Why’s this the case? Experts attribute the following reasons:
- There sometimes isn’t a profitable market for the product/service
- A lack of clarity surrounding the products/services on offer.
- A lack of company structure and organization.
- The entrepreneur didn’t adequately prepare to be a business owner, so they weren’t ready to take on all the responsibilities that come with running a business.
- According to the US Bank, cash flow issues are a substantial reason businesses close up shop. In fact, 82% of small companies cite this as their main reason for closing.
*Our 20% statistic comes from the US Small Business
11. Small Business Proprietor’s Incomes Have Increased by 15%
(US Office of Advocacy)
According to research conducted by the US Office of Advocacy in their October 2019 Small Business Buletin, business owners’ income has been trending upwards since 2016. In fact, it’s almost doubled since 2009!
This is entirely understandable given it’s both complicated and expensive to employ people. Perhaps this is why research conducted by FreshBooks found that 62% of small businesses have no staff and operate entirely alone; ‘solopreneurs,’ if you will.
Of course, there are a few small businesses with more than 5 employees, but this research found it was only 10%.
In its 2019 annual report, FreshBooks asked small business owners and self-employed professionals which skills they thought were most important for success.
The biggest hitter was having excellent communication at 54%, problem-solving at 53%, time management at 48%, adaptability at 39%, and, lastly, creativity at 26%.
As election time looms, we thought we’d throw in a few politics-related statistics for fun. GuidantFinancial asked small business owners about their politics and found that 41% were republicans, 80% of whom were men.
Democrats accounted for 29% of respondents, and 36% of that chunk were women.
Interestingly, business owners were also asked if they had had any help from the government, and 45% said that under the present administration had provided neither help nor hindrance. However, 60% of Democrats believed the government had “hindered a lot.”
This statistic provided by the WBENC (Women’s Business Enterprise National Council) is all the more remarkable when you consider in 1972, only 402,000 businesses were owned by women. Fast forward to today, and according to the WBENC, in 2017, 1,821 women-owned businesses were launched every day! Once more, women of color founded 64% of those businesses.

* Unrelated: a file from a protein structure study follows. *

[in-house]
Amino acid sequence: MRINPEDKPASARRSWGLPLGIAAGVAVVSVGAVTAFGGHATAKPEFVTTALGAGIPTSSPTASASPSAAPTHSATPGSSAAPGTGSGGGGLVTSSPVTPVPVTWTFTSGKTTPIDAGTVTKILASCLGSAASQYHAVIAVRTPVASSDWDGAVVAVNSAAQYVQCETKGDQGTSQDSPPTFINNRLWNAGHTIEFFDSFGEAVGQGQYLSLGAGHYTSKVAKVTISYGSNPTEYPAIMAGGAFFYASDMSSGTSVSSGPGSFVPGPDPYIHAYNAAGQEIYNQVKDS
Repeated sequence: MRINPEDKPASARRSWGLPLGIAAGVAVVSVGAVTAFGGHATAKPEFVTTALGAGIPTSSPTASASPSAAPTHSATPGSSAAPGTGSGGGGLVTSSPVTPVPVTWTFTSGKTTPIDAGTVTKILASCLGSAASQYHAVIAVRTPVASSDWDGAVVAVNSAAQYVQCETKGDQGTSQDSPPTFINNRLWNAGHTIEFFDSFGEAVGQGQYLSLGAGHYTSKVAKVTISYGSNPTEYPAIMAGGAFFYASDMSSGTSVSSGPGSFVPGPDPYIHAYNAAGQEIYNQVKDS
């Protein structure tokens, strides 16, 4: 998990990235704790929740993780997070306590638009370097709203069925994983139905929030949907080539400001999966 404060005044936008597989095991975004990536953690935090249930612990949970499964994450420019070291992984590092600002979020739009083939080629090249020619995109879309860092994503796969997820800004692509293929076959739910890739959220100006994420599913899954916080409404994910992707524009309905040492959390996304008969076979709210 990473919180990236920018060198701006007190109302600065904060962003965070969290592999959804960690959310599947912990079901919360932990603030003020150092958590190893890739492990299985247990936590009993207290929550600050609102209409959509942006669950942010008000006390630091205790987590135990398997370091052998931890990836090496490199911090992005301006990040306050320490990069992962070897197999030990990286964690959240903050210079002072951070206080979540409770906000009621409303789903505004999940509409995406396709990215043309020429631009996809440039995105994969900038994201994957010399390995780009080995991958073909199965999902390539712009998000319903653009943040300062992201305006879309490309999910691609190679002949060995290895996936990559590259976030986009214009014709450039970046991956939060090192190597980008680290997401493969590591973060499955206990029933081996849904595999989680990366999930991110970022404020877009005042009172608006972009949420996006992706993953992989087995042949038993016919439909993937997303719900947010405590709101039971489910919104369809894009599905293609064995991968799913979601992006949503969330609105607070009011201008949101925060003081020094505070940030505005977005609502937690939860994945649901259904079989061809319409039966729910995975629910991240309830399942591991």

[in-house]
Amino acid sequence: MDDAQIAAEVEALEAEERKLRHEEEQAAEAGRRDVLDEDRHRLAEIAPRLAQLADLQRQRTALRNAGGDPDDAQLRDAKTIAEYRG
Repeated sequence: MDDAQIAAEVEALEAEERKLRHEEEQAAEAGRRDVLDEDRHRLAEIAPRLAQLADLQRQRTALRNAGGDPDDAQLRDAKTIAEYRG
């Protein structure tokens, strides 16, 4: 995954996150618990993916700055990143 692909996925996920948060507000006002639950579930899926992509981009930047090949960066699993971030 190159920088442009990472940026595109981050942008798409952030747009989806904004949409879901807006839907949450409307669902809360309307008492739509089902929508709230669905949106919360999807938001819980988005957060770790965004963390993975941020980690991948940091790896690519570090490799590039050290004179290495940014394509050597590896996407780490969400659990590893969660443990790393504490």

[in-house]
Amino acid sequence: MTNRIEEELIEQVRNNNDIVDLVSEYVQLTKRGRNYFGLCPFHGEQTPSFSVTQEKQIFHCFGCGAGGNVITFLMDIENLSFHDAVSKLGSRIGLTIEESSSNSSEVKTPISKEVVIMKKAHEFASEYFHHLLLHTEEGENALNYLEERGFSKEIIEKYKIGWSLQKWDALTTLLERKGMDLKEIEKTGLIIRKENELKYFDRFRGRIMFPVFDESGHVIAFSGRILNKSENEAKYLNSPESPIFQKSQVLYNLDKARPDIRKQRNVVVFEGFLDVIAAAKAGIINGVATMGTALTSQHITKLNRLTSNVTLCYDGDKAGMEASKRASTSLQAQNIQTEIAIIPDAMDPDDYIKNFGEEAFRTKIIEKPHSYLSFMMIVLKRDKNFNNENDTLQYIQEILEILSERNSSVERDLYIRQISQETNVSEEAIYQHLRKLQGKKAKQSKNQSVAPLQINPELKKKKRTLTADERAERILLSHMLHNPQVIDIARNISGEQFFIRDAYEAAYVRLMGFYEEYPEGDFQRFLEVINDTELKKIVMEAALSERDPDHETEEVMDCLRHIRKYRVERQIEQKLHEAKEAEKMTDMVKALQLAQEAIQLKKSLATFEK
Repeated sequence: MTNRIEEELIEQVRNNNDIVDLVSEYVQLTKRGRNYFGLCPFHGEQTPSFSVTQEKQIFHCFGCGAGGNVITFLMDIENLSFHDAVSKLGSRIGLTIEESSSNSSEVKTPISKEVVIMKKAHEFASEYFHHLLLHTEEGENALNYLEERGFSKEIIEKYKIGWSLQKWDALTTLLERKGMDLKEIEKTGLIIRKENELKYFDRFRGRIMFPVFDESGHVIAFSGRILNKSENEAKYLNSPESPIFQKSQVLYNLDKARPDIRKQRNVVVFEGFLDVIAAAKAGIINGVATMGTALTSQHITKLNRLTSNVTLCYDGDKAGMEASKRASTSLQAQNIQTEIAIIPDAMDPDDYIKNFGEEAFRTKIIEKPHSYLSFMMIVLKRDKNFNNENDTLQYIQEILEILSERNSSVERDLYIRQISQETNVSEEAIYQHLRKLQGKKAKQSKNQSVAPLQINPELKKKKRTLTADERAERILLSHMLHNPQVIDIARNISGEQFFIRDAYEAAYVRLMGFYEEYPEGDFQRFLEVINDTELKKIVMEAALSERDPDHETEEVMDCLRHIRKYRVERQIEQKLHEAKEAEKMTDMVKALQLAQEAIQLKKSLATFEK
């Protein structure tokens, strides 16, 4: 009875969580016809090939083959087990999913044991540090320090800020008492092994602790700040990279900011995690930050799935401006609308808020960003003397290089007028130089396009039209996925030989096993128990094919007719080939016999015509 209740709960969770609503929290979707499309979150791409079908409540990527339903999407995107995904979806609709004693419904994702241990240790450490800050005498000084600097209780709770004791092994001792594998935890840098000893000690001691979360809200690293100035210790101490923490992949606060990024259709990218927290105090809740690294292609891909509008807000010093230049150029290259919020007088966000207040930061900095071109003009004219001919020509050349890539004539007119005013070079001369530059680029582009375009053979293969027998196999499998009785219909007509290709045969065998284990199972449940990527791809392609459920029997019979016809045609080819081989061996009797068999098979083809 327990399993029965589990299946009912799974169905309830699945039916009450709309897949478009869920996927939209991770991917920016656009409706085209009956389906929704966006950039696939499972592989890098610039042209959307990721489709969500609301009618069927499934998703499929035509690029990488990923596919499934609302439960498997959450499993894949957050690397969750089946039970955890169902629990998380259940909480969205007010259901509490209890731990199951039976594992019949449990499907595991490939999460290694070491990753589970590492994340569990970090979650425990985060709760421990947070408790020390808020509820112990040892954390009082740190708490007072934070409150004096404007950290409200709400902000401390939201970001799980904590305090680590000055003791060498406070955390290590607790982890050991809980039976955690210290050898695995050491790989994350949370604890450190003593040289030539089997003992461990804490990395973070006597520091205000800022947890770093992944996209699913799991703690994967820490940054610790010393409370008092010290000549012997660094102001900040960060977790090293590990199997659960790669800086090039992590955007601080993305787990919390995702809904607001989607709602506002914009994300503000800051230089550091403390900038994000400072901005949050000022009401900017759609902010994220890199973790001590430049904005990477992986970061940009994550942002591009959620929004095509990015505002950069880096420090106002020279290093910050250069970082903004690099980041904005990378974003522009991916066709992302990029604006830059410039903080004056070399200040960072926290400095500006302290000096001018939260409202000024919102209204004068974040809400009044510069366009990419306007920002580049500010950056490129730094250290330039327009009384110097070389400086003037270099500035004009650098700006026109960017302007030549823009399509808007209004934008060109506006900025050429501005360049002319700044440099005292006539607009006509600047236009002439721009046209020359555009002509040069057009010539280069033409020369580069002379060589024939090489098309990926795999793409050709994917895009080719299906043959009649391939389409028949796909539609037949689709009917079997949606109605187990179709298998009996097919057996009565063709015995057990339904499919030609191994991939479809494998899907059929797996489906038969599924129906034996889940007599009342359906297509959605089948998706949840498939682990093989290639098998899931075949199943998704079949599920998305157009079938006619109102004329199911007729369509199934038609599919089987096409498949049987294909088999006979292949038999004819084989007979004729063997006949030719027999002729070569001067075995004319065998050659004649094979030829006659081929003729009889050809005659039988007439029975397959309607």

That’s what we like to hear – change. Diversity. Female Empowerment. Inclusivity. I wholeheartedly believe entrepreneurship should embrace these values. So, it’s great to see a few stats suggesting that ‘business’ is moving in the right direction!
16. Middle-Aged Men are the Most Successful
(MIT Sloan School / Experian)
Towards the start of this article, we said the average age of a business owner is 50.3 years. Also, it’s men who succeed the most according to MIT Sloan School. Interestingly, an Experian report into small businesses also found the average age of business owners was 50.3.
Maybe we’re seduced by success stories like Steve Jobs (21 when he helped found Apple) or Mark Zuckerberg (19 when he co-founded Facebook)? Perhaps that’s why there are so many businessmen?
However, a further report by MIT Sloan School found the average age of entrepreneurs who started their own company (men and women) who then hire someone, is 42.
17. 71% of Generation Z Business-Owning Entrepreneurs are Men
The same report from Guidant Financial found that among the younger cohort of business-owning entrepreneurs, 71% are men and 29% women.
18. Total Employment by Women-Owned Businesses Rose by 21%
A 2018 American Express report, ‘State of Owned Women Businesses’, studied the years: 2007, 2012, 2017, and 2018 to compare statistics pertaining to women-owned businesses in the US.
Amongst its many findings, including the one above, were that between 2007 and 2018, women-owned enterprises “surged 58% while all businesses increased by 12%.”
The report also found that total revenue generated from women-owned businesses jumped by 46% compared to an increase of only 36% for other companies.
19. There are 7 Women Entrepreneurs for Every 10 Male Entrepreneurs Starting a Business
This statistic came to light when Babson College studied global entrepreneurship. The same study also found that on average female entrepreneurs worldwide invest 80 cents per dollar earned back into their families. According to Babson, this drives GDP up and mortality rates down.
Babson also noted in its findings that while there are 200 million women entrepreneurs around the world, just 3% of all venture capital funding goes to women-led companies.
20. Asian People are 51% More Likely to be Business Owners
The same Experian report found that Asian people are 51% more likely to be business owners than the rest of the US population. With the Hispanic community being 25% less likely to be small business owners.
21. 20% of Women-Owned Businesses are Owned by African American Women
The same 2018 Amex report found that 2,402,600 or 20% of women-owned businesses are owned by African-American women. African-American women-owned companies represent the highest rate of growth between 2017 and 2018 of any demographic.
If you’re also wondering about Asian women-owned businesses, Amex found 1,072, 6000, or 9% of women-owned companies were owned by Asian women.
Yes, being an entrepreneur can be incredibly rewarding and fun. The message, however, is that it isn’t for the faint-hearted. We hope our collection of 21 entrepreneur facts and statistics have given you some idea about what’s involved and the importance of being prepared before launching your own venture. Otherwise, you may face becoming one of the more sorry statistics listed above, rather than the success story you want to be.